Whether you use the TFSA for retirement planning or as a vehicle to save for a big purchase, the best way to get the most out of the product might be to hold dividend-growth stocks. Why? The TFSA allows investors to keep all of their dividend income and reinvest it into new shares. Over time, the power of compounding can turn a relatively small initial investment into a very large sum of money. Two attractive companies that demonstrate how well this works are Royal Bank of Canada (TSX:RY)(NYSE:RY) and Canadian National Railway Company (TSX:CNR)(NYSE:CNI). Royal Bank Royal Bank earned just…
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Whether you use the TFSA for retirement planning or as a vehicle to save for a big purchase, the best way to get the most out of the product might be to hold dividend-growth stocks.
The TFSA allows investors to keep all of their dividend income and reinvest it into new shares. Over time, the power of compounding can turn a relatively small initial investment into a very large sum of money.
Royal Bank earned just under $10 billion in profits last year. That’s an insane amount of money, and it shows just how efficient the company is at finding ways to make a buck during difficult economic times.
The big reason for Royal Bank’s success is the fact that it has a diversified revenue stream. The company’s retail business is very strong, and it relies heavily on capital markets and wealth management activities to drive income.
The bank is also making a big push into the U.S. private and commercial banking sector with its recent acquisition of City National. The deal will add a nice U.S.-based revenue stream, and investors should see the operation grow in the coming years.
Royal Bank is not immune to the woes in the energy sector, but the bank has less than 2% of its total loan book exposed to oil and gas companies, so investors shouldn’t be overly concerned about loss provisions.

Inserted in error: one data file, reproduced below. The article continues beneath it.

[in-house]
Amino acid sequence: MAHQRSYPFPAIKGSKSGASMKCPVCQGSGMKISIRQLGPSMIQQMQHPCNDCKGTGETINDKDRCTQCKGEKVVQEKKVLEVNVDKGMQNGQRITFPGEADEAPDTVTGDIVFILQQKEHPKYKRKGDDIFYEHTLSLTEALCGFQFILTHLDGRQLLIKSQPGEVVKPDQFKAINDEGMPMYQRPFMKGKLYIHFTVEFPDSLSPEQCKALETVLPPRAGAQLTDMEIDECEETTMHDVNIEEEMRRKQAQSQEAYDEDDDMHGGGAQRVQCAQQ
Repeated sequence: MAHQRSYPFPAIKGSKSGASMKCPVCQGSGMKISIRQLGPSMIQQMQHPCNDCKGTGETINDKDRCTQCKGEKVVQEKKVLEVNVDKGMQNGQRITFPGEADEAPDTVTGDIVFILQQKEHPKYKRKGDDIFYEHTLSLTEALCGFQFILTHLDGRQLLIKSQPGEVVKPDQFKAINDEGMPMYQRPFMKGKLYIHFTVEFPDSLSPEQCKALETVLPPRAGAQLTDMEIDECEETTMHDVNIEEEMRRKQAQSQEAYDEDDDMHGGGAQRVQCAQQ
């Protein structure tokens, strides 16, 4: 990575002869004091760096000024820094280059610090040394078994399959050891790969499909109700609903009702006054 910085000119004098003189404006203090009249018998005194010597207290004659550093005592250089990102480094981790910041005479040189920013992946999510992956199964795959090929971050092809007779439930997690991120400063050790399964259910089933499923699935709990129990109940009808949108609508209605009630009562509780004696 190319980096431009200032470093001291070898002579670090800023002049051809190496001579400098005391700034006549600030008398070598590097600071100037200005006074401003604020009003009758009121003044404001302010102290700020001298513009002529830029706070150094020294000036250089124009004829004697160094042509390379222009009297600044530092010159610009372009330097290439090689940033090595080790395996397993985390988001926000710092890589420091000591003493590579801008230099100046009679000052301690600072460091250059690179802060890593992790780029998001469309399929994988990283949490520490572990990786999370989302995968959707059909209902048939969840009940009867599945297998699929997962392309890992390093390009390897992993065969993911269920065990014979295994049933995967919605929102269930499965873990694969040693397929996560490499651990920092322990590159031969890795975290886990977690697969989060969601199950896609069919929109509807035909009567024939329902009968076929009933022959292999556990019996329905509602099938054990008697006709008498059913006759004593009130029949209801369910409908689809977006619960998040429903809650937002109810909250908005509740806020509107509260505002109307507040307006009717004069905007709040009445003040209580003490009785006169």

On the housing front, the company’s Canadian residential mortgage holdings are in good shape. Only 54% of the mortgages are uninsured, and the loan-to-value ratio on that portion is 55%. This means the housing market would really have to fall out of bed before Royal Bank takes a material hit.
Management just increased the quarterly dividend by 3% to $0.81 per share, which provides a yield of 4.3%.
A $10,000 investment in Royal Bank 20 years ago would now be worth $211,000 with the dividends reinvested.
The railway business is a good one to be in because the barriers to entry are so high. Think about it. What are the odds that a competitor would ever build a competing line along CN’s existing routes? Pretty much nil!
The story gets even better.
CN is the only North American railway that connects to three coasts. This gives it a great competitive advantage when securing business from intermodal customers who need to ship products across Canada or down through the heart of the United States.
The company has great infrastructure, but it is also extremely cost effective. In fact, CN is regularly cited as the most efficient company in the industry, and that is a big reason why it continues to deliver amazing results amid a downturn in the commodity cycle.
In Q4 2015, CN reported net income of $941 million, up 11% over the same period in 2014 despite a slight drop in year-over-year revenue.
The company recently increased the dividend by 20%, and investors have enjoyed annual hikes averaging 17% over the past two decades.
And the returns?
An investor who purchased $10,000 of CN stock just 15 years ago would now be sitting on $122,000 with the dividends reinvested.
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Fool contributor Andrew Walker has no position in any stocks mentioned. David Gardner owns shares of Canadian National Railway. The Motley Fool owns shares of Canadian National Railway. Canadian National Railway is a recommendation of Stock Advisor Canada.